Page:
The current NDA government accounts for a whopping 58% of all the disinvestment that has taken place since 1991, an analysis by The Hindu of data released by the Department of Investment and Public Asset Management (DIPAM) showed.
The data showed disinvestments worth about ₹3.63 lakh crore have taken place since 1991, out of which about ₹2.1 lakh crore came in the last four years alone, with five months still left in this financial year. The disinvestment done by the current government so far is already almost twice that done by the UPA government over both its terms in power.
In the number of deals too, the current NDA administration seems ahead with 75 deals compared with 33 deals in UPA-II.
Further, the government has set a target of ₹80,000 crore of disinvestments for this financial year, of which it has so far achieved only ₹15,247.11 crore. If it does manage to meet its target, then the present government’s share in total disinvestment since 1991 will go up to nearly 65%.
Last year, the government had set a disinvestment target of ₹72,500 crore, which it overshot significantly by collecting ₹1,00,056.91 crore.
“The government needs all the revenue it can get to meet its fiscal deficit target,” an economist working closely with the government said on the condition of anonymity. “Most of the disinvestment needs to take place. These are loss-making companies. But the manner in which it is getting the disinvestment proceeds in some cases is problematic. Take the ONGC-HPCL deal, where ONGC bought some ₹36,000 worth of HPCL shares from the government. How is that disinvestment, if ONGC is a government-owned company itself?”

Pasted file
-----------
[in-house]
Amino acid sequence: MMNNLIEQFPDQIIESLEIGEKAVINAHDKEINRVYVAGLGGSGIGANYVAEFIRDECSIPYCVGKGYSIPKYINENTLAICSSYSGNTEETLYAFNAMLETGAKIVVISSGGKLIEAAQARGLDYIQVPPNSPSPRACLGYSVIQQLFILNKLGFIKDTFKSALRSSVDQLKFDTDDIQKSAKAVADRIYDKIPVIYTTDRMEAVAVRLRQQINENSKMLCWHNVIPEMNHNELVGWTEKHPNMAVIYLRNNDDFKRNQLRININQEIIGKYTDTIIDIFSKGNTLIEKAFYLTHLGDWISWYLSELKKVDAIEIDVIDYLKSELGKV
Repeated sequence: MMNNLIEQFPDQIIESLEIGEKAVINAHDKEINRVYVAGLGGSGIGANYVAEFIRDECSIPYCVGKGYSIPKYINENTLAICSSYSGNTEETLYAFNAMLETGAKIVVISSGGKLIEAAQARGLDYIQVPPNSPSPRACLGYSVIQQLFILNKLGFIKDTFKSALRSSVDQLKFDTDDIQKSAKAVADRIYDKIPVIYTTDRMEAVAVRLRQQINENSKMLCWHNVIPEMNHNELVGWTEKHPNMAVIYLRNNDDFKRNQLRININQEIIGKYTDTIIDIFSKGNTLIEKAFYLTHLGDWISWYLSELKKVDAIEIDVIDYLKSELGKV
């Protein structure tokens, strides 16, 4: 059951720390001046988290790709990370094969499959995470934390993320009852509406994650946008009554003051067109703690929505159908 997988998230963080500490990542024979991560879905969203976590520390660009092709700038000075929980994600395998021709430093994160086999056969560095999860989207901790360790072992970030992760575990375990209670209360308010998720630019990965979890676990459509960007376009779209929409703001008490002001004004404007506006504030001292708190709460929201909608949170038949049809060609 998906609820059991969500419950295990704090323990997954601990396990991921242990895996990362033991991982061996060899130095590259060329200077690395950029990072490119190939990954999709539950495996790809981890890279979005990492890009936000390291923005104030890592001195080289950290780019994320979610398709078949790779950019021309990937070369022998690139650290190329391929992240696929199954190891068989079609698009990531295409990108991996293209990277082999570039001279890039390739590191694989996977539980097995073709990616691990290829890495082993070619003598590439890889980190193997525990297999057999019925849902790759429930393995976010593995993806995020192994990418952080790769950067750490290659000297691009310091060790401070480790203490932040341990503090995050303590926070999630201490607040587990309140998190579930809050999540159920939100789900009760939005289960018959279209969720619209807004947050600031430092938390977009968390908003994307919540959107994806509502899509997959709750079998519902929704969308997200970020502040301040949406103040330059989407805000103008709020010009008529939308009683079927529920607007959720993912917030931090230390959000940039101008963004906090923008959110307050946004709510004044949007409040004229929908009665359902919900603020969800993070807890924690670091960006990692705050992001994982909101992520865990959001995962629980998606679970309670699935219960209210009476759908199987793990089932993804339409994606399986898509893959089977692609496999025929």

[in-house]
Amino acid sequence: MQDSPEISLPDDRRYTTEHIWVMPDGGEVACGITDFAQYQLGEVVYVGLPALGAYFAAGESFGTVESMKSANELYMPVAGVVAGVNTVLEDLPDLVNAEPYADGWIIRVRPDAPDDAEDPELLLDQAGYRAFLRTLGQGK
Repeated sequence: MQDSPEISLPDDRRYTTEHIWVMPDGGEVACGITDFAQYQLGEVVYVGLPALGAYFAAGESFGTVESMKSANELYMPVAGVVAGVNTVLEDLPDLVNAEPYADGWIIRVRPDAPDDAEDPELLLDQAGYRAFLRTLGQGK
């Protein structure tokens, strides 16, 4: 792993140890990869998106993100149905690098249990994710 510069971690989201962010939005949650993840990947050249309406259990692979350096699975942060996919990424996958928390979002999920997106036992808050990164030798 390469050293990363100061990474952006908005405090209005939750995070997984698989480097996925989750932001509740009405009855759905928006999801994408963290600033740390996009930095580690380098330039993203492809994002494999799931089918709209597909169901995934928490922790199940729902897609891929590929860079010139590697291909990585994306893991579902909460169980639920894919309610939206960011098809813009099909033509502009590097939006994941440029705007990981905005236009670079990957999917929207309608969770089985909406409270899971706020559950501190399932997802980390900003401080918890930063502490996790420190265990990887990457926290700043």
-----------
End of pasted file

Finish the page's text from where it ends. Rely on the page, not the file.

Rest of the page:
ONGC had in January 2018 bought 51.1% of HPCL for ₹36,915 crore from the government, which went towards meeting that fiscal year’s disinvestment target. The government is also reportedly considering ordering several public sector oil companies to buy back shares from the government amounting to about ₹10,000-₹20,000 crore. Another deal in the making is BPCL and IOC buying 26% each in GAIL, which would give the government another ₹20,000 crore.
“What you are doing is you are finding ways of transferring capital from the companies to the government coffer over and above the dividends you are getting from those companies,” Pronab Sen, former Chief Statistician of India, said. “Disinvestment basically means when the government is reducing its holdings in effect, directly or indirectly. What they are doing is they are retaining control over the PSUs, but they are bringing down the value of the PSUs.”